How do you grow in the grace of contentment? Here are 3 Scripture-based thoughts for how to be content while pursuing joy, seeking God, and finding satisfaction in Jesus.
My mom tells a story on me from my two-year-old days. My baby brother, who came to us through adoption, had taken over my life. He was my world and I had even given up my old blanket — which was simply a handful of rags by that point — just for him.
(From what I’m told, I would place my treasured offering in his bassinet and then it would reappear in my big girl bed. Magically.)
I loved him, was enthralled with him, but evidently got tired of him. As we pulled up to a store one day, my mom says I called to her from the back seat, “Mommy, I don’t want another baby. Can we get some toys now?”
Even two-year-olds (especially two-year-olds) know it well.
In fact, it just might be the second four-letter-word children learn. The first is “mine.”
How to be Content: I shall not WANT
Psalm 23 addresses the issue of “want” right out of the starting gate. Before we ever get out of verse one, David tells us the first response to the LORD being our shepherd is that our “want-to” is irrelevant.
(Because) “The Lord is my shepherd, I shall not be in want.” In other words, “I will choose to be content with what I have.”
David wasn’t saying life had always been easy; but he was declaring because God was his shepherd, he never lacked anything he needed. The same is true for us. God supplies our every need. And that is true for every area and every detail of life.
And because God supplies, we must be content. This is easier said than done, but since it is said — and said often — in the Bible, it must be able to be done. Right?
Paul told the Philippians,
“Do ALL things without grumbling or arguing.”
John MacArthur’s study notes clarify: “Arguing is intellectual questioning and grumbling covers emotional rejection.”
Good gracious, that’s a high standard. Be content — both emotionally and intellectually — with ALL things.
So how do we do this? HOW do we grow in the grace of contentment and pull the weeds of grumbling in a garden so full of want? I have three thoughts for you on how to be content.
We can start by ruling out one thing: Circumstances.
1-Rule out Circumstances
Trusting God’s provision is NOT dependent on the current state of affairs in our lives. How do we know?
Consider Paul, writing from a Roman prison about how to be content:
“… I have learned to be content in whatever circumstances I am. I know how to get along with humble means, and I also know how to live in prosperity; in any and every circumstance I have learned the secret of being filled and going hungry, both of having abundance and suffering need.”
(Phil. 4:11-12, NASB)
That sounds like a man who could teach me something about trusting God’s provision. I hear him refer to “knowing the secret” and I just want him to keep talking. “Tell me, Paul! Tell me how you do it.” Grace be to God, he does!
2-Rely on God’s Strength
The verse that immediately follows Paul’s words about contentment in his circumstances is one of the most misused verses by people. But when considered in context, it offers great hope for the issue we are discussing.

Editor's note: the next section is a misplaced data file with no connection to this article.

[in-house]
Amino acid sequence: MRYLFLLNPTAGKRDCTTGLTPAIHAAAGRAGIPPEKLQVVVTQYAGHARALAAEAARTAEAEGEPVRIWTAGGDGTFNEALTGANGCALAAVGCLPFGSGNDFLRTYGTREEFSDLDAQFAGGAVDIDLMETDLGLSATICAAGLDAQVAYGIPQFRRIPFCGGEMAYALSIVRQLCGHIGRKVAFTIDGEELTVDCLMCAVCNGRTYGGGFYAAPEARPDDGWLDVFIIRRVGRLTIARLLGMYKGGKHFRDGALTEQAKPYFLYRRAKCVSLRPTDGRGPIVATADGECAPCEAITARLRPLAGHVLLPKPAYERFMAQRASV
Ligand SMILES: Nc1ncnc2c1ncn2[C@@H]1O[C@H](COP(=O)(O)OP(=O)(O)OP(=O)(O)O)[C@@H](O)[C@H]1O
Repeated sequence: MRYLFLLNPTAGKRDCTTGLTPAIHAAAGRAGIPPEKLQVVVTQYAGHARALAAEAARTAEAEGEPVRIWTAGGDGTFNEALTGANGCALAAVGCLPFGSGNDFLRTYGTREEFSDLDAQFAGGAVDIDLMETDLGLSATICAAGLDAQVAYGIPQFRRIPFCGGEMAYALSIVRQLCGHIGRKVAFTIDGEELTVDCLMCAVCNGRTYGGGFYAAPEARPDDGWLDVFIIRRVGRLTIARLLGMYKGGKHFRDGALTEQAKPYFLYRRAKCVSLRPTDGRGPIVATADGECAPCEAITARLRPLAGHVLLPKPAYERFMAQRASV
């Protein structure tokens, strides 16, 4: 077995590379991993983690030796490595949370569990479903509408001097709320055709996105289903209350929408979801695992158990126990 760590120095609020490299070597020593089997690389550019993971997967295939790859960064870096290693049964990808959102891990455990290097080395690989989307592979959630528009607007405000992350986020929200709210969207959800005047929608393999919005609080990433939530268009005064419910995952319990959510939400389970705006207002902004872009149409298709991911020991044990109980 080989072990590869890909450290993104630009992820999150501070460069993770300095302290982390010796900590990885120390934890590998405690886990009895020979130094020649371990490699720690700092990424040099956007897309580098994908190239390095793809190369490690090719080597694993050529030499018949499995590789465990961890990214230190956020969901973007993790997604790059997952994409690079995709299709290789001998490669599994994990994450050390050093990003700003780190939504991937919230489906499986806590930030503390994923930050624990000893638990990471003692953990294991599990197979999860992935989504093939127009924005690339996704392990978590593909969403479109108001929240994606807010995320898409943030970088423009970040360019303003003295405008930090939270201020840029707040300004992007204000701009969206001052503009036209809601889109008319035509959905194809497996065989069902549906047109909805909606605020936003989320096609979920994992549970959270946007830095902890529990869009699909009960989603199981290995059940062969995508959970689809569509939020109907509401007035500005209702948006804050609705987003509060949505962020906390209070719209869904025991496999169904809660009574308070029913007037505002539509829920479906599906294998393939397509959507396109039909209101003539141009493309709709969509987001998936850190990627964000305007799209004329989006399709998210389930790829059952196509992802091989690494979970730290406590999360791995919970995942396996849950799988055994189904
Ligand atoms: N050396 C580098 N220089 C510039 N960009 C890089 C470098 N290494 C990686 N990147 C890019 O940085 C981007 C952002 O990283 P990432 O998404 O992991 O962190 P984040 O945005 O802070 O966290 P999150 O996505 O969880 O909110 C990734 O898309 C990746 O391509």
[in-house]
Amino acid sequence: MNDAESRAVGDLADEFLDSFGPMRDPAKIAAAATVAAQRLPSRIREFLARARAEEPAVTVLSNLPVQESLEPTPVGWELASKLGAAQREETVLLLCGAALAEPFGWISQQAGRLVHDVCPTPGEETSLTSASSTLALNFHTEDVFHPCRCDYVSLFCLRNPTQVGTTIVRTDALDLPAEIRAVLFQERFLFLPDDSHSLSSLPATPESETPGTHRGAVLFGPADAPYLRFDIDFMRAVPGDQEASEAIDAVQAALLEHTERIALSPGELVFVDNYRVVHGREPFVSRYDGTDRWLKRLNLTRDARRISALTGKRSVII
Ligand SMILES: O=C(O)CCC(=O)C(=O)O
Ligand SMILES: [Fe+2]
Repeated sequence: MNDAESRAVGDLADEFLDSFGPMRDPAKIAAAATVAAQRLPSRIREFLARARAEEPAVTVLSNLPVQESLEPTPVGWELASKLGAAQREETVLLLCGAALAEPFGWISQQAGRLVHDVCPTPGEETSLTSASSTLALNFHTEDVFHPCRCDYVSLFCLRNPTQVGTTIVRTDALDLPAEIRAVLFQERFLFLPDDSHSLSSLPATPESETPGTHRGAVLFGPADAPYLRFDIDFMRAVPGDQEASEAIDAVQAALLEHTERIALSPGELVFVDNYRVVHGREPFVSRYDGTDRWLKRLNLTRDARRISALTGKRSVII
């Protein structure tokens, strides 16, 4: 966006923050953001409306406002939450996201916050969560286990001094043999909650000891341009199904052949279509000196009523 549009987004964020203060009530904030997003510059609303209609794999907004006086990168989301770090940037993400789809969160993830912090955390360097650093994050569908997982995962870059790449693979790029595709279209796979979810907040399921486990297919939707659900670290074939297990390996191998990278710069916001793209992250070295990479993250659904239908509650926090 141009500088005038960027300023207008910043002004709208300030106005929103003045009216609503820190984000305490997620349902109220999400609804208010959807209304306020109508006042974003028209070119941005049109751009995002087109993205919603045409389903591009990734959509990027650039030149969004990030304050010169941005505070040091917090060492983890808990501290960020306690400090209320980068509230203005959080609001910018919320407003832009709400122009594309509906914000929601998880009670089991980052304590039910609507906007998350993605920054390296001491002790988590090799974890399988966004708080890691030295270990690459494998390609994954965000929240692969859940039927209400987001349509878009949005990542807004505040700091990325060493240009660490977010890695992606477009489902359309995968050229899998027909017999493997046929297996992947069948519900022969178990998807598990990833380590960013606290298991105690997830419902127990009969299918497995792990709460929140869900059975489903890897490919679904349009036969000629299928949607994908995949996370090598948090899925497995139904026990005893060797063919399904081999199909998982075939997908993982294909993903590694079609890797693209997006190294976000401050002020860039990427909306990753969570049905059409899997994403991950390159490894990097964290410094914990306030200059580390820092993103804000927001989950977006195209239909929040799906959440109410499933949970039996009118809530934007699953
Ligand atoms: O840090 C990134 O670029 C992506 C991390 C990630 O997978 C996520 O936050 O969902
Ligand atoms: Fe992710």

Paul DOES tell us how he manages to be content, regardless of the circumstances:
“I can do all things through him who strengthens me.”
Isn’t that just like God?
He is the one who supplies the provision — and He is also the one who gives us the power to accept what He has determined we need.
There’s one more strategy for this struggle.
3-Pursue God – Not Your Needs
Think about what we know from Scripture:
Jesus says, “For where your treasure is, there your heart will be also.”
Add to that what the Psalmist declares:
“Delight yourself in the LORD, and he will give you the desires of your heart.”
Then consider how Jesus wraps up his message about worry (after he makes the point about how God takes care of the birds and the lilies):
“But seek first the kingdom of God and his righteousness, and all these things will be added to you.”
C.S. Lewis put it this way,
“Aim for heaven –
and you’ll get earth thrown in.
Aim at earth –
and you’ll get neither.”
Wanting the LORD has to become the one want that trumps all other wants. We choose to decide:
“What I have in God
is greater than
what I don’t have in life.”
Grow in Contentment
The analogy of a garden seems so fitting for this area of growth in how to be content.
Contentment doesn’t “just” happen; it is grown.
But the same soil that hosts the fruit of contentment is also prime real estate for DIS seeds to germinate.
The DIS weeds are hearty, fast-growing predator-plants that spring up within a day, even hours. They attach themselves to the contentment stalks and before long, the harvest in the garden is DIScontentment.
There’s just no middle ground. We don’t get to be neutral. If we aren’t content, we are discontent.
This is a garden I continually have to work in. Have I mentioned I do NOT have a green thumb?
However, the more I fertilize my heart with God’s words, fix my eyes on the SON, and grow to appreciate the rain, the slower my weeds of grumbling grow, and the more quickly I identify the pesky seedlings.
[clickToTweet tweet=”There’s no middle ground. We don’t get to be neutral. If we aren’t content, we are DIScontent” quote=”There’s no middle ground. We don’t get to be neutral. If we aren’t content, we are DIScontent”]
[clickToTweet tweet=”We choose to decide, “What I have in God is greater than what I don’t have in life.”” quote=”We choose to decide, “What I have in God is greater than what I don’t have in life.””]
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Encouragement for believers embracing the journey and seeking contentment.